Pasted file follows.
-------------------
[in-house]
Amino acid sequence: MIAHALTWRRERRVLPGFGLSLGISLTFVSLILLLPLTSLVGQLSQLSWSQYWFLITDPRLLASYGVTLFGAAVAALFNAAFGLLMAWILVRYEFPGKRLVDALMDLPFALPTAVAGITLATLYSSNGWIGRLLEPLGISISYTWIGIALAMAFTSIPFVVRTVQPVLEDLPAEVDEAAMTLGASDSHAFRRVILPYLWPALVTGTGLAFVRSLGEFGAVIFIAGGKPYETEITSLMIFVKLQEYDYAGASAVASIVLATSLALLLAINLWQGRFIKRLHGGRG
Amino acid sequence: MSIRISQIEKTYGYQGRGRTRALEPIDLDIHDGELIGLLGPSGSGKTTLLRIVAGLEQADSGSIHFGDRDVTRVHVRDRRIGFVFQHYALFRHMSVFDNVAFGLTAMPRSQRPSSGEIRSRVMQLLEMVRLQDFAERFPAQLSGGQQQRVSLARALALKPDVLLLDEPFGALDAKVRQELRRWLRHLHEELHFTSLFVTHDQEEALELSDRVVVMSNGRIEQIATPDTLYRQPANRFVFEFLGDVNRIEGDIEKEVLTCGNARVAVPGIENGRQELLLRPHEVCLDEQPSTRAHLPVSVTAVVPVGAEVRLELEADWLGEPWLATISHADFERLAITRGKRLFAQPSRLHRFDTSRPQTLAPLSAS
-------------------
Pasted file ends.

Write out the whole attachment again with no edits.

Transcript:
[in-house]
Amino acid sequence: MIAHALTWRRERRVLPGFGLSLGISLTFVSLILLLPLTSLVGQLSQLSWSQYWFLITDPRLLASYGVTLFGAAVAALFNAAFGLLMAWILVRYEFPGKRLVDALMDLPFALPTAVAGITLATLYSSNGWIGRLLEPLGISISYTWIGIALAMAFTSIPFVVRTVQPVLEDLPAEVDEAAMTLGASDSHAFRRVILPYLWPALVTGTGLAFVRSLGEFGAVIFIAGGKPYETEITSLMIFVKLQEYDYAGASAVASIVLATSLALLLAINLWQGRFIKRLHGGRG
Amino acid sequence: MSIRISQIEKTYGYQGRGRTRALEPIDLDIHDGELIGLLGPSGSGKTTLLRIVAGLEQADSGSIHFGDRDVTRVHVRDRRIGFVFQHYALFRHMSVFDNVAFGLTAMPRSQRPSSGEIRSRVMQLLEMVRLQDFAERFPAQLSGGQQQRVSLARALALKPDVLLLDEPFGALDAKVRQELRRWLRHLHEELHFTSLFVTHDQEEALELSDRVVVMSNGRIEQIATPDTLYRQPANRFVFEFLGDVNRIEGDIEKEVLTCGNARVAVPGIENGRQELLLRPHEVCLDEQPSTRAHLPVSVTAVVPVGAEVRLELEADWLGEPWLATISHADFERLAITRGKRLFAQPSRLHRFDTSRPQTLAPLSAS